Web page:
I’m often asked, “What’s the biggest money mistake people make?”
At the most fundamental level, it’s never learning how to talk about it.
If we don’t know how to talk about money, it’s all but impossible to plan.
Of course, it’s not hard to understand why we struggle with money discussions.
We’re told we shouldn’t talk about money, along with sex, politics, and religion.
This avoidance has spilled over into our relationships and families.
We don’t talk about money with each other … and we should.
One huge step in the right direction is Ron Lieber’s new book, The Opposite of Spoiled.
Money wasn’t something his family discussed.
He wanted his kids to have a different experience.
…one day [Scott] walked into a Wells Fargo branch near the family’s San Diego home and asked to withdraw his monthly paycheck of around $12,000, all in $1 bills. The bank didn’t have that many singles lying around, so it took a day or two for them to gather them and stack the money into $100 piles.
Parker, who worked in real estate, brought the stacks with him for the next family home evening and presented the money on the dining room table without much fanfare. “I definitely had their attention,” he recalled. “And then I just started peeling it away.”
He narrated as he went. First came the family’s 10 percent tithe. Income taxes were next, followed by the mortgage and insurance payments.
Then came the electric bill, car payments, gas, and groceries and other necessities. And that was just the needs—the baseline costs that were not optional. Next came the money for the weekly restaurant outing, followed by soccer and debate team trips and other activities. By the end of the presentation, there wasn’t much money left at all.
“The first thing I thought they might think was that I made a lot of money, because they were sitting there with their mouths open the whole time,” he explained. “But that was the last thing I was trying to teach. None of them, I was sure, had ever tried to add any of these things up. So I think it made a strong impression. I probably should have done it again later when the younger kids were older.”
Their oldest son, Daniel, remembers many details from that night and also recalls the lengths his father went to to explain to the kids that it was a family discussion. Nobody needed to tell their friends about it. “I was taking a risk,” Parker said. “But I can tell you that it never became an issue. I figured that whatever risk there was that they would talk about it was worth taking.”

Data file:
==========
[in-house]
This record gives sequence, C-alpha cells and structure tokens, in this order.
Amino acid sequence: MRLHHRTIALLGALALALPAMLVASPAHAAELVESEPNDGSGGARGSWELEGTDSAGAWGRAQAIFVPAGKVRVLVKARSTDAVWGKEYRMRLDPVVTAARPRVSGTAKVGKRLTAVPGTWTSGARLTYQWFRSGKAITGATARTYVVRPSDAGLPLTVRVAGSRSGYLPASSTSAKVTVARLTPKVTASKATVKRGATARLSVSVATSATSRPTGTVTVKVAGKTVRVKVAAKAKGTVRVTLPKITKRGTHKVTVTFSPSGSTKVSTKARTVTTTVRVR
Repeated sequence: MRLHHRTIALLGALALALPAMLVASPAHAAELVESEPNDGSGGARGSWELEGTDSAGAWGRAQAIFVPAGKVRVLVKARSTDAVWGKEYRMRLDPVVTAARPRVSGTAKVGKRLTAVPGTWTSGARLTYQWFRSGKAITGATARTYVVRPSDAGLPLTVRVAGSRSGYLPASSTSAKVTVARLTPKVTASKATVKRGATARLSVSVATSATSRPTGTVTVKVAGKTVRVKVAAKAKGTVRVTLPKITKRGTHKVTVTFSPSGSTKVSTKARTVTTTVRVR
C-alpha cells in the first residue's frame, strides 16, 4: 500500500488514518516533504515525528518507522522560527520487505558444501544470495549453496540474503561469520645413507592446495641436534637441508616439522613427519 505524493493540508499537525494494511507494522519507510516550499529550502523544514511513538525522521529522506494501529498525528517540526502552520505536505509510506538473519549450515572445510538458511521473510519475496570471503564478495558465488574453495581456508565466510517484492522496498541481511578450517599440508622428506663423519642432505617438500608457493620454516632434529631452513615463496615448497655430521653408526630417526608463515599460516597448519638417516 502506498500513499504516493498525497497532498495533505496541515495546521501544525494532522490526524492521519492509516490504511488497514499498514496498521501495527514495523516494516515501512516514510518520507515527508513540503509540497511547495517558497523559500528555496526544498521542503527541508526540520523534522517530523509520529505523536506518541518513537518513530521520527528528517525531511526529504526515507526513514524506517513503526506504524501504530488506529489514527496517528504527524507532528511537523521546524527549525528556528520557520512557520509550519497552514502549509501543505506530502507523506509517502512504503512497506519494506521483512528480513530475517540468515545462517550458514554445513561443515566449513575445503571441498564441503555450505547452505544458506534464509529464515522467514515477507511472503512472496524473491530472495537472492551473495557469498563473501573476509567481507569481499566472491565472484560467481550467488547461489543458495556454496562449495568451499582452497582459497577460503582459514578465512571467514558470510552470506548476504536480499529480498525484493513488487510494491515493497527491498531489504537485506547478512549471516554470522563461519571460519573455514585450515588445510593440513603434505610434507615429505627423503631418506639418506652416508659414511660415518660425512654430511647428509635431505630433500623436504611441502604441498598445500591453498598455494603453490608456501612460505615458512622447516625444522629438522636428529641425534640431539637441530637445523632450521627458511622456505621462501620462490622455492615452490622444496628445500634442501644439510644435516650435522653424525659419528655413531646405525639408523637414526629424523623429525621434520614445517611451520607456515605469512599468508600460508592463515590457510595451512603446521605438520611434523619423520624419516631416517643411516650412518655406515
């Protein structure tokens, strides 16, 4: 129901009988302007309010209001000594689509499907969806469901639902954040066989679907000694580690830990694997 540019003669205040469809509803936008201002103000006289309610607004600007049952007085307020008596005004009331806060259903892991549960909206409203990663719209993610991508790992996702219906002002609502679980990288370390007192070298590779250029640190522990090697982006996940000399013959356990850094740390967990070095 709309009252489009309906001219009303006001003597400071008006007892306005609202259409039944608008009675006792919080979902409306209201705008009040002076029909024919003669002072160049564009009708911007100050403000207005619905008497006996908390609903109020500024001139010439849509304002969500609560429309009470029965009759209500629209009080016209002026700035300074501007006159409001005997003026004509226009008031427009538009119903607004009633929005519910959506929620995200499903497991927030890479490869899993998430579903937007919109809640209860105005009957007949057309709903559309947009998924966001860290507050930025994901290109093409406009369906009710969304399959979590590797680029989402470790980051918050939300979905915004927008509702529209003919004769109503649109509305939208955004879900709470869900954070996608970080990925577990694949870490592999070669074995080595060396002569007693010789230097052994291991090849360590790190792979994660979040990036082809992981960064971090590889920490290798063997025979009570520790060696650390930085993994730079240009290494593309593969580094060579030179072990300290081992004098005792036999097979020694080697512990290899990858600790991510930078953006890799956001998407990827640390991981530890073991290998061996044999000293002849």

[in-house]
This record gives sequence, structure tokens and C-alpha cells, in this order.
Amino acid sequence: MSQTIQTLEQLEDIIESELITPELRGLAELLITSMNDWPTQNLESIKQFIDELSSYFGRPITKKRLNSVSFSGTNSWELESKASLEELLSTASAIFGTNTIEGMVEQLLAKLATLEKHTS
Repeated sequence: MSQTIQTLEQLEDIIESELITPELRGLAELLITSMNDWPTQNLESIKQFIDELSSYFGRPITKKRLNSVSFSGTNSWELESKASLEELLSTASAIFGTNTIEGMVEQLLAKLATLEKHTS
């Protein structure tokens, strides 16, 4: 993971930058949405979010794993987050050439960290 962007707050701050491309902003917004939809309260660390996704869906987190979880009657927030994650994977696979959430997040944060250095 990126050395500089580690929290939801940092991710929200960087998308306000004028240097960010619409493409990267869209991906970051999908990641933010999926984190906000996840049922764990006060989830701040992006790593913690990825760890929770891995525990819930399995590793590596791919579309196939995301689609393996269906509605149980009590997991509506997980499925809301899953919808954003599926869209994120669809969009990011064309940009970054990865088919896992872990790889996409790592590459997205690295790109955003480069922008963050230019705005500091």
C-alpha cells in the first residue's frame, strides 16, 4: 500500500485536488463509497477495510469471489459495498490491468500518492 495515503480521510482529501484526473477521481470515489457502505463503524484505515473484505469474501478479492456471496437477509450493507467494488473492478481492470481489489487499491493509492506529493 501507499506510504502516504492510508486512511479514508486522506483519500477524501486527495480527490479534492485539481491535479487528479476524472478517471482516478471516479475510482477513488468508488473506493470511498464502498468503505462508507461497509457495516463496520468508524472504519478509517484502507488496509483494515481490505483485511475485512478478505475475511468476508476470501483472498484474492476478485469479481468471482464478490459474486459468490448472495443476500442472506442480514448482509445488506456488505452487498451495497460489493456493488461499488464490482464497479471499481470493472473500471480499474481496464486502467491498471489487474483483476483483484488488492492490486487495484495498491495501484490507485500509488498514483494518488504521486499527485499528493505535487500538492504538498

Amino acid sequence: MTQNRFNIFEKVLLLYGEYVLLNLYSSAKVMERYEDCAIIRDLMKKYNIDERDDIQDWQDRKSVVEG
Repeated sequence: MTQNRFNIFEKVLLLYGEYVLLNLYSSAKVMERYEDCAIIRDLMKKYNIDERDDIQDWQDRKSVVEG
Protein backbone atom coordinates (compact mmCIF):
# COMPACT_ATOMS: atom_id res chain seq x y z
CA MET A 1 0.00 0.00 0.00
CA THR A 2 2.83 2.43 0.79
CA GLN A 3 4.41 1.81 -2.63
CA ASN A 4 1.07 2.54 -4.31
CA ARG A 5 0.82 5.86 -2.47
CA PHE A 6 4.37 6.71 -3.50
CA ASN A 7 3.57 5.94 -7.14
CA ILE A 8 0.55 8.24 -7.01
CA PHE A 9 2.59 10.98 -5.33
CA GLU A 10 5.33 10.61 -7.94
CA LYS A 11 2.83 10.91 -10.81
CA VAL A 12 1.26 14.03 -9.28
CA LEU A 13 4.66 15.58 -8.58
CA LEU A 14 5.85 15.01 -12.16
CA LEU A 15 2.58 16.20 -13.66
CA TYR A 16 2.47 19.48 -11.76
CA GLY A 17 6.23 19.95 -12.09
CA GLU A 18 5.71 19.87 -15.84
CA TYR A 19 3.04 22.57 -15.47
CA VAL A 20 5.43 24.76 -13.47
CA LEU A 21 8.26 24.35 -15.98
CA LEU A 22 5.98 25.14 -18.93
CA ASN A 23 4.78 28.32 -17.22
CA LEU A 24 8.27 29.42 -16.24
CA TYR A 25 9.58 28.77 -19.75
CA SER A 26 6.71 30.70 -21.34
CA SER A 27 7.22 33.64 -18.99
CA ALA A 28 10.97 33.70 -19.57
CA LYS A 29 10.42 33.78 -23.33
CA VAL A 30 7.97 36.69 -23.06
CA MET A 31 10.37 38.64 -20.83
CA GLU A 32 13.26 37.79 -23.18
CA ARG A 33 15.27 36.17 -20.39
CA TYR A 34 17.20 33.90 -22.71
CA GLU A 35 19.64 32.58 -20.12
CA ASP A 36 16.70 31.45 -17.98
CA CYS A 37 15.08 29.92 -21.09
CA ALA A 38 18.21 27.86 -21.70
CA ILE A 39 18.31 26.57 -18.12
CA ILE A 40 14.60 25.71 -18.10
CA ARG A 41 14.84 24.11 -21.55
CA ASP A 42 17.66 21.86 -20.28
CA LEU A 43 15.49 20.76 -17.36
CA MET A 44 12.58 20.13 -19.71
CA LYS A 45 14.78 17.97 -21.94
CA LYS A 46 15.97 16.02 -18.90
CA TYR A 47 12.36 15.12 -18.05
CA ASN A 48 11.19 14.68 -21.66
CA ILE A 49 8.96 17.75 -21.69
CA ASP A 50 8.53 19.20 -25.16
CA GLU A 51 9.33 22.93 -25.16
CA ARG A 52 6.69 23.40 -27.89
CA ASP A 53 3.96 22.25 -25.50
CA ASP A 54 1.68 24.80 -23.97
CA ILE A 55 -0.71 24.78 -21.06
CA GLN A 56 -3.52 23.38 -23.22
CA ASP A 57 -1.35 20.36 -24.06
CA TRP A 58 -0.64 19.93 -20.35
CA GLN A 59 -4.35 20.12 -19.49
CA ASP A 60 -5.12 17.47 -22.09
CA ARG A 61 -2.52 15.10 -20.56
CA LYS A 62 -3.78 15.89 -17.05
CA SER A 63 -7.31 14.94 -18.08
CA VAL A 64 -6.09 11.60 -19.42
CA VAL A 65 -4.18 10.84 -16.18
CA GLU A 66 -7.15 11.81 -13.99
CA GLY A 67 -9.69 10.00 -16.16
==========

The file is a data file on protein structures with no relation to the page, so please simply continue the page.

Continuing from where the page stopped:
I don’t know where the line is in your family or how much you talk about money with your kids or spouse
However, I’m beginning to think it’s better to err on the side of sharing too much instead of shielding them from what we assume will be difficult conversations.
Of course, we want to protect our loved ones.
We want to avoid scaring our kids or making our spouse worry.
But this protection comes at the price of some incredibly valuable lessons about money.
In The Opposite of Spoiled, Ron highlights many of these lessons and all the good that can come from money conversations, like helping our kids learn what we value.
In particular, we can help our kids better understand the delicate balance between what we say is important to us versus how we spend our time and money.
No one has done a better job of treating this subject in such an enjoyable, but incredibly thoughtful way.
I hope you pick up a copy for yourself. It’s really that good!
Now, for those of you who give financial advice for a living — advisors, attorneys, CPAs — this is a great book to give to clients.
I know it seems like a big leap, but I can personally attest that you won’t feel bad about handing it out even before you read it yourself.
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